HSF wants Parliament to investigate whether Zuma should still keep his job

2017-05-10 19:58
President Jacob Zuma. (GCIS)

President Jacob Zuma. (GCIS)

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Johannesburg - The Helen Suzman Foundation wants the Constitutional Court to direct National Assembly speaker Baleka Mbete to form an independent committee to establish whether President Jacob Zuma should remain in office.

In two batches of court papers filed at the Constitutional Court on Wednesday afternoon, the foundation asked the court to declare Zuma’s decision to remove former Finance Minister Pravin Gordhan and Deputy Finance Minister Mcebisi Jonas on March 31 unconstitutional, invalid and alternatively unlawful.

HSF, which filed the papers jointly with non-profit organisation My Vote Counts NPC, also wanted Zuma’s decision to be reviewed and set aside.

It said Zuma’s pattern of conduct during his reshuffling of the Cabinet on March 31 could not be said to be acting in the best interests of South Africa.

Instead Zuma was acting irrationally – and without proper regard for the law or his constitutional duties, recklessly – in full knowledge of the great and possibly irreparable harm suffered by the Republic and in a manner which, at the very least, had given rise to the apprehension of a conflict of interest and reasonable apprehension bias.

If the court granted that Zuma’s decision be set aside, the two parties wanted the court to direct Mbete to amend National Assembly rules within 40 days of the court’s order, to allow for a special independent committee to be established.

The committee would investigate the allegations against Zuma and the grounds for his removal.


That committee would then submit a report to the National Assembly “as soon as possible” making recommendations relating to the allegations. The recommendations would then be presented to the National Assembly, followed by a vote.

The parties wanted the vote to be held “without any delay” after receiving those recommendations.

Alternatively, the parties wanted the court to direct Mbete to amend the rules of the National Assembly to provide a “sufficiently independent procedure” which would precede a vote for Zuma’s removal.

The parties wanted Mbete to submit the rules of the National Assembly to the Constitutional Court, within 45 days of the court making its order, to determine whether the rules had been adequately amended.

Within 10 days of the court approving the amended rules, the process of determining whether the allegations against Zuma constituted grounds for removal should then be completed without delay.

This vote would be different from a “vote of no confidence” because it would represent a less political safeguard against presidential misconduct.

“Unlike a motion of no confidence, which is inherently political in nature, the removal provisions incorporate objective standards by which to assess the President’s conduct, and if necessary, to remove him for such misconduct or failings,” it said.

HSF and MVC said Mbete had “steadfastly refused” and “alternatively failed” to take any steps to institute such a process before.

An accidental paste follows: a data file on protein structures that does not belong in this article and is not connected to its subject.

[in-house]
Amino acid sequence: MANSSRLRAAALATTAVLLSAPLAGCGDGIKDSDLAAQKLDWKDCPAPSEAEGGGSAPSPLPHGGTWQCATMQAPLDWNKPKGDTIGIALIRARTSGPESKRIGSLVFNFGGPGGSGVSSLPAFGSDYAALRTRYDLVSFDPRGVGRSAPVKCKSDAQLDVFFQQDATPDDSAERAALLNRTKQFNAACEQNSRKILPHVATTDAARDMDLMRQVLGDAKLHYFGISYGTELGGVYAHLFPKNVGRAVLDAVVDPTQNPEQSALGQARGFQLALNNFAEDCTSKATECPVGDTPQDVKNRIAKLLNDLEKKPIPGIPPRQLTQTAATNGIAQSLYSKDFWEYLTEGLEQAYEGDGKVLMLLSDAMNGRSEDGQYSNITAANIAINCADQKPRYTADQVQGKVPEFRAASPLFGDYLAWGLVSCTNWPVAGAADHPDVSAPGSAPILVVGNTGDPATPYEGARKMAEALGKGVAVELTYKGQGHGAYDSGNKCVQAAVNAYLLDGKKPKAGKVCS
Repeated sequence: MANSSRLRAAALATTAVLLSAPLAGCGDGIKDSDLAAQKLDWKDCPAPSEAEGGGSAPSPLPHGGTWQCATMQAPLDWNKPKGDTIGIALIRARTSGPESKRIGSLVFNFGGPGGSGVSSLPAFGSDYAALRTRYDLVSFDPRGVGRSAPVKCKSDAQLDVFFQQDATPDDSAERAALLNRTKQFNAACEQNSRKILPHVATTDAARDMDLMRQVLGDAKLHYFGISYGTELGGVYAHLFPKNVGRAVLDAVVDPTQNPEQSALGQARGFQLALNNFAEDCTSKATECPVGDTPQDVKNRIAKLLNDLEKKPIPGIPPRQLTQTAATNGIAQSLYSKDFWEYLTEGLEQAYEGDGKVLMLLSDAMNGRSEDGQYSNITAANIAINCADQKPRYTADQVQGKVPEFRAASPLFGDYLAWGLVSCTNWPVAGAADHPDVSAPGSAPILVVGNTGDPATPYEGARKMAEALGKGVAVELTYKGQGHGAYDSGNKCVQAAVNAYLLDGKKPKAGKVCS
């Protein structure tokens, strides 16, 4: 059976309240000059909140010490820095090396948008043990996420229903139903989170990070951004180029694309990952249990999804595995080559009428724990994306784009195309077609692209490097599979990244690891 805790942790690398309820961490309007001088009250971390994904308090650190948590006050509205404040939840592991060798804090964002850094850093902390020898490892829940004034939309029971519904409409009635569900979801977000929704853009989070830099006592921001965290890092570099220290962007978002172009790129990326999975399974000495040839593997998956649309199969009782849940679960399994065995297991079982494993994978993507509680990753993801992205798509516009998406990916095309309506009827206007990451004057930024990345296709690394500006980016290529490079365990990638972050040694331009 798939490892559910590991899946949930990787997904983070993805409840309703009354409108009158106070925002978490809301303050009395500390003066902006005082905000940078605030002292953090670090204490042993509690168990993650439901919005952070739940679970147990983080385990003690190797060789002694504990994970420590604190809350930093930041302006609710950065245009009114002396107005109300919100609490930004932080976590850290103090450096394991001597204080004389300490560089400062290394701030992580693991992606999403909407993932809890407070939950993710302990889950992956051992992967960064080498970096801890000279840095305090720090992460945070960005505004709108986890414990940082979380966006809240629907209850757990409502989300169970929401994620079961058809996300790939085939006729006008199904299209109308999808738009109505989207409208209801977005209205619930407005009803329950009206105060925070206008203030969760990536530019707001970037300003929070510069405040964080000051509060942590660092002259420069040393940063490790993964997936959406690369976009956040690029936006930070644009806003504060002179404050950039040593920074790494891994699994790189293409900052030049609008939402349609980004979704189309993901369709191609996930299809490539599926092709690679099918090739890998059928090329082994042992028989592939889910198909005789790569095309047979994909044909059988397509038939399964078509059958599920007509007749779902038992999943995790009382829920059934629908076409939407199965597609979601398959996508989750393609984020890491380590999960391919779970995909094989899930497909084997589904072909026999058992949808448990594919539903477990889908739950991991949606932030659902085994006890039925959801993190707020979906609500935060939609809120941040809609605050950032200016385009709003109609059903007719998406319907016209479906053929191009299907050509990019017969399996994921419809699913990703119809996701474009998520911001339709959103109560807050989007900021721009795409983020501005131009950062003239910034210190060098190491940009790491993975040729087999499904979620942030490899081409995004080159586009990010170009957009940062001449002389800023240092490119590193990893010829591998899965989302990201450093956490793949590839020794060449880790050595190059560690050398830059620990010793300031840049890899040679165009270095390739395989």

“In so doing, she has disregarded the independence of the Speaker’s office; is beholden to her political master, President Zuma; has ignored her duties to the Republic; has breached her constitutional obligations; and has facilitated President Zuma continuing to breach his,” they said.

In their affidavits, the parties explain to the court that Zuma acted “with wanton disregard” when he decided to fire Gordhan and Jonas.

At least a decade’s experience

Such a decision required “the most anxious thought, debate and care” especially during a time where South Africa was attempting to maintain its international, investment and economic credibility.

Prior to Nene’s sacking, the position of Finance Minister was one usually held by a senior official with at least a decade’s experience in the finance or economic cluster and was one position which did not change hands as frequently as other cabinet seats historically, they said.

“The first time around when he replaced former Minister of Finance, Mr Nhlanhla Nene, it may be said in favour of the President that he acted grossly negligently.

“When he acted in a substantially similar manner in March 2017, it is safe to say he acted with full knowledge of the harm which would inevitably result and with wanton disregard of factors which were required to be assessed, weighed and taken into account before making these replacements,” they said.

Zuma’s decision had since led to national discord, regress of any advancement towards national unity which led to mass protests, threats of violence, racially charged public statements, calls to disobey government as well as political infighting, they said.

HSF and MVC said they were insinuating that only Gordhan and Jonas could do the jobs but that if one was removed, that the President should have a good reason why he had done so.

“If this stability is to be sacrificed, then it must be done for a particularly good reason. It is submitted, however, that the President did not have a good reason in the present case,” they said.

They argued that Zuma enjoyed his power only within the confines of the Constitution and that all exercise of public power was subject to judicial review.

Given his failure to conform to the Constitution’s requirements, it now fell upon the National Assembly to take the constitutionally required steps.

Failure by it to fulfil its constitutional duty would also be subject to trial in court, they said.

“The National Assembly is required, in the exigencies of the situation that now confronts South Africa and which has resulted directly from the President’s conduct, to take steps to initiate/facilitate the possible removal of the President,” they said.


Read more on:    helen suzman foundation  |  anc  |  jacob zuma

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